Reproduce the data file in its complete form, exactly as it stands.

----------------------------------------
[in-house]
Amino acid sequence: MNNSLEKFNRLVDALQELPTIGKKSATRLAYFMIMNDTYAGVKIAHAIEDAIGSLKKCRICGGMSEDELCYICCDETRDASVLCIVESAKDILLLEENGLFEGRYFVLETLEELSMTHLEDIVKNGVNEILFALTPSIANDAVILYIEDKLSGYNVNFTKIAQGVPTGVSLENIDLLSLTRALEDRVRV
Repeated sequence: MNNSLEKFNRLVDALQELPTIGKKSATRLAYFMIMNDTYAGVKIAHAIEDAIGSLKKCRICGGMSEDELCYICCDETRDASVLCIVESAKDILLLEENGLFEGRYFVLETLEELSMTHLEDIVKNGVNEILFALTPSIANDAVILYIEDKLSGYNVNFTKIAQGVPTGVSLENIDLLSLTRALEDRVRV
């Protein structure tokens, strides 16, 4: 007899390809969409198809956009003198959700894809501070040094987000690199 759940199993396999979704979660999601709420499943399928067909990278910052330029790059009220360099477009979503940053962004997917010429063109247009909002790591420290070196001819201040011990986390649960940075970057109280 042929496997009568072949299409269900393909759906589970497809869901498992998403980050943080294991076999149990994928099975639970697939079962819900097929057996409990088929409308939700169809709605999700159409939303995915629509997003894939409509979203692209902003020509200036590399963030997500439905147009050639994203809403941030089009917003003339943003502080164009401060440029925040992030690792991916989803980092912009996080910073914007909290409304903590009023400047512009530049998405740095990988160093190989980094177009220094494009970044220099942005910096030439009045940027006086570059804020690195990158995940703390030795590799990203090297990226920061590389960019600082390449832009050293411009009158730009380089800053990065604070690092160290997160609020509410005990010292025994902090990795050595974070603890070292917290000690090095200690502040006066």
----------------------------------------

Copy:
[in-house]
Amino acid sequence: MNNSLEKFNRLVDALQELPTIGKKSATRLAYFMIMNDTYAGVKIAHAIEDAIGSLKKCRICGGMSEDELCYICCDETRDASVLCIVESAKDILLLEENGLFEGRYFVLETLEELSMTHLEDIVKNGVNEILFALTPSIANDAVILYIEDKLSGYNVNFTKIAQGVPTGVSLENIDLLSLTRALEDRVRV
Repeated sequence: MNNSLEKFNRLVDALQELPTIGKKSATRLAYFMIMNDTYAGVKIAHAIEDAIGSLKKCRICGGMSEDELCYICCDETRDASVLCIVESAKDILLLEENGLFEGRYFVLETLEELSMTHLEDIVKNGVNEILFALTPSIANDAVILYIEDKLSGYNVNFTKIAQGVPTGVSLENIDLLSLTRALEDRVRV
């Protein structure tokens, strides 16, 4: 007899390809969409198809956009003198959700894809501070040094987000690199 759940199993396999979704979660999601709420499943399928067909990278910052330029790059009220360099477009979503940053962004997917010429063109247009909002790591420290070196001819201040011990986390649960940075970057109280 042929496997009568072949299409269900393909759906589970497809869901498992998403980050943080294991076999149990994928099975639970697939079962819900097929057996409990088929409308939700169809709605999700159409939303995915629509997003894939409509979203692209902003020509200036590399963030997500439905147009050639994203809403941030089009917003003339943003502080164009401060440029925040992030690792991916989803980092912009996080910073914007909290409304903590009023400047512009530049998405740095990988160093190989980094177009220094494009970044220099942005910096030439009045940027006086570059804020690195990158995940703390030795590799990203090297990226920061590389960019600082390449832009050293411009009158730009380089800053990065604070690092160290997160609020509410005990010292025994902090990795050595974070603890070292917290000690090095200690502040006066």